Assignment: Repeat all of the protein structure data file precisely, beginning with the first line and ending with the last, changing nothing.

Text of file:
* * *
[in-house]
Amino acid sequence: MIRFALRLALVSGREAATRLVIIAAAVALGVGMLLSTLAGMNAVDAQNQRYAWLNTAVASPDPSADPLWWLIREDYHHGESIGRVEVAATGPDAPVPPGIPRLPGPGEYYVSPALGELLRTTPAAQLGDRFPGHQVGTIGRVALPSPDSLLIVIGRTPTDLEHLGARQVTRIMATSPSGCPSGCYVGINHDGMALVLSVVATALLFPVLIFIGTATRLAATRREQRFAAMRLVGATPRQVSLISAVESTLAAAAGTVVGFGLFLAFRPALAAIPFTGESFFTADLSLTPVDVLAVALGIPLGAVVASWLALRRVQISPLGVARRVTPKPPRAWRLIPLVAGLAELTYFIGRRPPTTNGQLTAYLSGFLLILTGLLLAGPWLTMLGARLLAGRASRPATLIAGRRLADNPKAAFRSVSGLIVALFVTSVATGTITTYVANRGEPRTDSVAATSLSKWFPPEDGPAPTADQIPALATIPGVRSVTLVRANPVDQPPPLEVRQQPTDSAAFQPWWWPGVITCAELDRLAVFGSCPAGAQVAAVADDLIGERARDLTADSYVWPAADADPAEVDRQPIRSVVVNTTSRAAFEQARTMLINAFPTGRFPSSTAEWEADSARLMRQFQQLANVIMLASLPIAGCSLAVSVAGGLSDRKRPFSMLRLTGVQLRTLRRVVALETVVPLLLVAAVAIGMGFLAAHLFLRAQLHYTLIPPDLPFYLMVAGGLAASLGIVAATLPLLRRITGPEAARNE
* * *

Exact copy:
[in-house]
Amino acid sequence: MIRFALRLALVSGREAATRLVIIAAAVALGVGMLLSTLAGMNAVDAQNQRYAWLNTAVASPDPSADPLWWLIREDYHHGESIGRVEVAATGPDAPVPPGIPRLPGPGEYYVSPALGELLRTTPAAQLGDRFPGHQVGTIGRVALPSPDSLLIVIGRTPTDLEHLGARQVTRIMATSPSGCPSGCYVGINHDGMALVLSVVATALLFPVLIFIGTATRLAATRREQRFAAMRLVGATPRQVSLISAVESTLAAAAGTVVGFGLFLAFRPALAAIPFTGESFFTADLSLTPVDVLAVALGIPLGAVVASWLALRRVQISPLGVARRVTPKPPRAWRLIPLVAGLAELTYFIGRRPPTTNGQLTAYLSGFLLILTGLLLAGPWLTMLGARLLAGRASRPATLIAGRRLADNPKAAFRSVSGLIVALFVTSVATGTITTYVANRGEPRTDSVAATSLSKWFPPEDGPAPTADQIPALATIPGVRSVTLVRANPVDQPPPLEVRQQPTDSAAFQPWWWPGVITCAELDRLAVFGSCPAGAQVAAVADDLIGERARDLTADSYVWPAADADPAEVDRQPIRSVVVNTTSRAAFEQARTMLINAFPTGRFPSSTAEWEADSARLMRQFQQLANVIMLASLPIAGCSLAVSVAGGLSDRKRPFSMLRLTGVQLRTLRRVVALETVVPLLLVAAVAIGMGFLAAHLFLRAQLHYTLIPPDLPFYLMVAGGLAASLGIVAATLPLLRRITGPEAARNE